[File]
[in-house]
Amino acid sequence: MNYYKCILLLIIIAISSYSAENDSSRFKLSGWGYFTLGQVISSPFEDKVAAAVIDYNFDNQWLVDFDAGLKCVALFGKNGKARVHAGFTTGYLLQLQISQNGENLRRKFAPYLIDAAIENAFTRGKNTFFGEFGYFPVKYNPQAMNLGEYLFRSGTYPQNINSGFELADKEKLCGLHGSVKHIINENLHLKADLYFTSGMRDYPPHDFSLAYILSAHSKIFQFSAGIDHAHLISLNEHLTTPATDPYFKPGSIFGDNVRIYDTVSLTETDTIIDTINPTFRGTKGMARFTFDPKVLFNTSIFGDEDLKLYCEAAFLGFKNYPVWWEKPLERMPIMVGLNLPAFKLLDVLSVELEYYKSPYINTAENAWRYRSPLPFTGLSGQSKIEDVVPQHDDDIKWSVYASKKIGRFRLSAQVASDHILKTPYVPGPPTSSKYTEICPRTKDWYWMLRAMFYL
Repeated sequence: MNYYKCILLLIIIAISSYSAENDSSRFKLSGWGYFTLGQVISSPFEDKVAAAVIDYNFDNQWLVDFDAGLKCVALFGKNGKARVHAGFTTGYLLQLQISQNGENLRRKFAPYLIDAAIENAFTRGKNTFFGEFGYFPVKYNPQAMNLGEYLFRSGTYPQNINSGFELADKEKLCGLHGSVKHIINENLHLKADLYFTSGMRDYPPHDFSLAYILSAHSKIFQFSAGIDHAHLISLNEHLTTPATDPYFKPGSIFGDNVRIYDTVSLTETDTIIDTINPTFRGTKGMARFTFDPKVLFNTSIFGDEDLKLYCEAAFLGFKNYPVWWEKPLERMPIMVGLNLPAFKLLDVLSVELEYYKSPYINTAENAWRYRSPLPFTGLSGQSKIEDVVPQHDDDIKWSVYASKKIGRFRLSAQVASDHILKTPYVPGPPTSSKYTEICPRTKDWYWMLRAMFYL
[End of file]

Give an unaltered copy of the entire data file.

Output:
[in-house]
Amino acid sequence: MNYYKCILLLIIIAISSYSAENDSSRFKLSGWGYFTLGQVISSPFEDKVAAAVIDYNFDNQWLVDFDAGLKCVALFGKNGKARVHAGFTTGYLLQLQISQNGENLRRKFAPYLIDAAIENAFTRGKNTFFGEFGYFPVKYNPQAMNLGEYLFRSGTYPQNINSGFELADKEKLCGLHGSVKHIINENLHLKADLYFTSGMRDYPPHDFSLAYILSAHSKIFQFSAGIDHAHLISLNEHLTTPATDPYFKPGSIFGDNVRIYDTVSLTETDTIIDTINPTFRGTKGMARFTFDPKVLFNTSIFGDEDLKLYCEAAFLGFKNYPVWWEKPLERMPIMVGLNLPAFKLLDVLSVELEYYKSPYINTAENAWRYRSPLPFTGLSGQSKIEDVVPQHDDDIKWSVYASKKIGRFRLSAQVASDHILKTPYVPGPPTSSKYTEICPRTKDWYWMLRAMFYL
Repeated sequence: MNYYKCILLLIIIAISSYSAENDSSRFKLSGWGYFTLGQVISSPFEDKVAAAVIDYNFDNQWLVDFDAGLKCVALFGKNGKARVHAGFTTGYLLQLQISQNGENLRRKFAPYLIDAAIENAFTRGKNTFFGEFGYFPVKYNPQAMNLGEYLFRSGTYPQNINSGFELADKEKLCGLHGSVKHIINENLHLKADLYFTSGMRDYPPHDFSLAYILSAHSKIFQFSAGIDHAHLISLNEHLTTPATDPYFKPGSIFGDNVRIYDTVSLTETDTIIDTINPTFRGTKGMARFTFDPKVLFNTSIFGDEDLKLYCEAAFLGFKNYPVWWEKPLERMPIMVGLNLPAFKLLDVLSVELEYYKSPYINTAENAWRYRSPLPFTGLSGQSKIEDVVPQHDDDIKWSVYASKKIGRFRLSAQVASDHILKTPYVPGPPTSSKYTEICPRTKDWYWMLRAMFYL